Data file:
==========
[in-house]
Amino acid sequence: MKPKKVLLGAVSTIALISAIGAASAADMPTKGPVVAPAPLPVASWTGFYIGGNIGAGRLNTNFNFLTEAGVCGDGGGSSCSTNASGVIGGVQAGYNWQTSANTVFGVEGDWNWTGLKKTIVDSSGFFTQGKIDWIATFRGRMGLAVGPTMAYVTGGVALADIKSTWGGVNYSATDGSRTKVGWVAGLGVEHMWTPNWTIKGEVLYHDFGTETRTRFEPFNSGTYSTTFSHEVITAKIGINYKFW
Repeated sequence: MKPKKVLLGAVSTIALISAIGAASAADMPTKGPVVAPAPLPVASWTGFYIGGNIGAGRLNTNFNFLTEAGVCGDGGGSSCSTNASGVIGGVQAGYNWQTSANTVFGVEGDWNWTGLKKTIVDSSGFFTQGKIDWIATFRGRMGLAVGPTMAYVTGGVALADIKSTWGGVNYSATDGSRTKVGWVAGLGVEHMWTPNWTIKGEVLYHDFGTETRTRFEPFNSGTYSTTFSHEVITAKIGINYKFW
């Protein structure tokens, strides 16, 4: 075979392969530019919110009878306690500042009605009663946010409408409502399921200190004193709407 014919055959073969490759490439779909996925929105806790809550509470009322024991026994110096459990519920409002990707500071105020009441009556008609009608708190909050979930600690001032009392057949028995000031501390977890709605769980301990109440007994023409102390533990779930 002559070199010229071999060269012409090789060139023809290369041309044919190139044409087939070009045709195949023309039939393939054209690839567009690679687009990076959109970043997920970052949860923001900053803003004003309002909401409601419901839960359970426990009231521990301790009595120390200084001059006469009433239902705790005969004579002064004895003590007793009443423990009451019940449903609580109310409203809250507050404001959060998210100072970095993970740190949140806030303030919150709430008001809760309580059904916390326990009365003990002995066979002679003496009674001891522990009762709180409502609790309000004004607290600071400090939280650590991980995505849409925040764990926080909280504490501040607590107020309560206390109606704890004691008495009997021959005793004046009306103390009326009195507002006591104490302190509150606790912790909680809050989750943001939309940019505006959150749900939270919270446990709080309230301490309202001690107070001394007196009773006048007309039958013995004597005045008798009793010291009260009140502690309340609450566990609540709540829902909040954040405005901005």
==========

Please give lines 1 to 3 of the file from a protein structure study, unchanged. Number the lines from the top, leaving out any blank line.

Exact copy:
[in-house]
Amino acid sequence: MKPKKVLLGAVSTIALISAIGAASAADMPTKGPVVAPAPLPVASWTGFYIGGNIGAGRLNTNFNFLTEAGVCGDGGGSSCSTNASGVIGGVQAGYNWQTSANTVFGVEGDWNWTGLKKTIVDSSGFFTQGKIDWIATFRGRMGLAVGPTMAYVTGGVALADIKSTWGGVNYSATDGSRTKVGWVAGLGVEHMWTPNWTIKGEVLYHDFGTETRTRFEPFNSGTYSTTFSHEVITAKIGINYKFW
Repeated sequence: MKPKKVLLGAVSTIALISAIGAASAADMPTKGPVVAPAPLPVASWTGFYIGGNIGAGRLNTNFNFLTEAGVCGDGGGSSCSTNASGVIGGVQAGYNWQTSANTVFGVEGDWNWTGLKKTIVDSSGFFTQGKIDWIATFRGRMGLAVGPTMAYVTGGVALADIKSTWGGVNYSATDGSRTKVGWVAGLGVEHMWTPNWTIKGEVLYHDFGTETRTRFEPFNSGTYSTTFSHEVITAKIGINYKFW